We have a very special guest, Bethany Gerry, on the podcast today!
Bethany is going to be sharing her expertise on exercising during postpartum.
Bethany is a fitness and wellness coach, and she specializes in the postpartum years. She’s also a retired Olympian.
The information that Bethany has is slightly different from what you hear in the mainstream postpartum wellness industry.
I’ve actually had the privilege of working with Bethany over the course of a few years now.
She’s also someone who’s taken the postpartum nutrition certification, she makes it a priority for fitness and overall wellness with her clients because she knows better than most that they go hand in hand.
Be sure to share any thoughts you have on this episode in a review and follow so you don’t miss the weekly release of episodes!
In this episode, we share with you:
- Sharing Bethany’s story
- How she became an Olympian
- Going from an Olympian to where she is now
- Being a personal trainer while being an Olympic athlete
- I didn’t feel right after weaning my daughter
- My doctor said it was depression
- Working with a functional medicine doctor
- I had to heal my body
- Knowing where to start to heal your body after having a baby
- Working out after a baby can be an added stressor
- If our body is saying this is not right, you need to listen to it
- If you need rest and nutrition then do that
- We underestimate the impact growing a person in our body
- Have more respect for your body
- Allow yourself time to heal
- Being cleared by a doctor at six weeks, then go back to normal life
- This initial period of healing is so essential
- Rebuilding your foundation from the ground up
- Retraining breathing patterns
- Start that routine of self-care
- Floor based exercises
- Creating a foundation in which your body is going to operate from not just physically but hormonally and emotionally
We all get it: postpartum and the years after having a baby is no walk in the park. But you know what? It isn’t just about depression or anxiety either.
Hey, my friend, I’m Maranda Bower, a homesteading mama with four wild kids whose life, passion, and education is all about supporting mothers and providers in understanding the science, the art, and the sacredness of healing after birth. What we know as common sense in the postpartum years has many women feeling just plain awful. It’s time to bring back the truth, get you the tools you need to heal, and thrive in motherhood and beyond.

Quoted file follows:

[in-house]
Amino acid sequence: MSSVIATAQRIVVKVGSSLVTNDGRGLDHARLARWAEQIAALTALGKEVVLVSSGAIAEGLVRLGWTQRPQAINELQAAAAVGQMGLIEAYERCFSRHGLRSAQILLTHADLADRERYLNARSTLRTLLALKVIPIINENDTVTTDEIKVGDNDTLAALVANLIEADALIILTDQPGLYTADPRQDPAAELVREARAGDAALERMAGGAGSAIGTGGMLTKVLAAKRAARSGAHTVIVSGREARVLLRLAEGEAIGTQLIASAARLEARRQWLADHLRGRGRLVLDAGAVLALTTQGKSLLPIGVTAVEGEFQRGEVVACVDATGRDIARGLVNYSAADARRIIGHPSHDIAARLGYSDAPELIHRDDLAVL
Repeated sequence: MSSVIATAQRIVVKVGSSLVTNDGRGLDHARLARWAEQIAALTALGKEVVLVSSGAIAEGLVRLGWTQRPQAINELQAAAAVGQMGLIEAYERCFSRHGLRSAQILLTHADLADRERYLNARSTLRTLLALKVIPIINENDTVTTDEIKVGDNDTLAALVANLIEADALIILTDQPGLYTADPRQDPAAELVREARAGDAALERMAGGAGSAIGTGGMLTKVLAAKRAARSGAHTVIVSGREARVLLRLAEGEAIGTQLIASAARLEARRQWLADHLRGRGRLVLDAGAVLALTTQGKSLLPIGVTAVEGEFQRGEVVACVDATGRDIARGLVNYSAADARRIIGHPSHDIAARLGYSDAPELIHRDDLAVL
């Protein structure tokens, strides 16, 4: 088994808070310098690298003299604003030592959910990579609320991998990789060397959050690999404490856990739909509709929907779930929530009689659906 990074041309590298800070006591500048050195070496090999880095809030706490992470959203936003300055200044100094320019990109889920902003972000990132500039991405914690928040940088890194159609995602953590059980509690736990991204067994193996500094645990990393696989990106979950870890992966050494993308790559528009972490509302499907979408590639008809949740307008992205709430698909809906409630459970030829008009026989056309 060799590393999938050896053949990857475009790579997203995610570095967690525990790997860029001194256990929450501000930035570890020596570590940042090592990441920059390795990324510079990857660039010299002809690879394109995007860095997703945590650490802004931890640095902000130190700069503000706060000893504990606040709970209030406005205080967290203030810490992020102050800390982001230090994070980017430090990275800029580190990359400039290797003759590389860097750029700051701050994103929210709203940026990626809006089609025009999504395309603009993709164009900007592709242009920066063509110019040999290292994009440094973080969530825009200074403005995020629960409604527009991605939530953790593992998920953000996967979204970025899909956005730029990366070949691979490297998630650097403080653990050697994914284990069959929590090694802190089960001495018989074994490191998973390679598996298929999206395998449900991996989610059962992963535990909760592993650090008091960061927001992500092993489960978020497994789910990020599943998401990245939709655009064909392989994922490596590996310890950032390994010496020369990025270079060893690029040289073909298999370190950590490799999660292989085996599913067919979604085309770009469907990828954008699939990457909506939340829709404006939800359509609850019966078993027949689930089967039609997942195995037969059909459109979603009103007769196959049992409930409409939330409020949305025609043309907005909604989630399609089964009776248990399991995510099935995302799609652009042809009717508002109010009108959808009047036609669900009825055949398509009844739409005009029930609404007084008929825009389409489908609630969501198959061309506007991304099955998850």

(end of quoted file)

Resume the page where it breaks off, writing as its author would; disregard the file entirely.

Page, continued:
Hello, welcome to the Postpartum Circle podcast. I’m your host, Maranda Bower, your womb whisperer and postpartum bliss coach, and I have a very special guest here with us today. Bethany Gary is a fitness and wellness coach and she specializes in the postpartum years. She’s also a retired Olympian. So the information that she has here is slightly different than what you hear in, you know, the mainstream postpartum wellness industry. And this is why I love her so much. I’ve actually had the privilege of working with Bethany over the course of a few years now. I think… oh, I lose track of time. Yeah, it’s been a while since we’ve worked together. She’s also someone who’s taken the postpartum nutrition certification. Which is why she works with fitness and wellness because they go hand-in-hand. I’m just super excited to have you. Welcome!
“Well, thank you so much. Great introduction.”
And I’m really wanting my audience to kind of understand, like, where you’ve come from, your background, why you are so passionate, and so damn good at what you do. So share with the world your story because it’s so amazing.
“Yeah, so I mean I started out as a gymnast. Athletics… I’m one of five girls, and athletics has always been something prominent in our lives. My parents always had us in something, and gymnastics kind of was our main focus for many, many years. And then in high school, I dabbled into track and field and soccer. Ultimately, I ended up at UConn as a track and field athlete in the hammer throw, which a lot of people don’t know about. I ended up having a great track and field career there. I was a two-time All-American and went on to train for the Olympics in that sport, something I never thought I would do. I never thought I had Olympic potential. I was just kind of, I loved pushing my body to be the best it could be. The body is so fascinating and we are capable of more than we could ever dream of. I just wanted to push those limits. So that was always my goal as an athlete.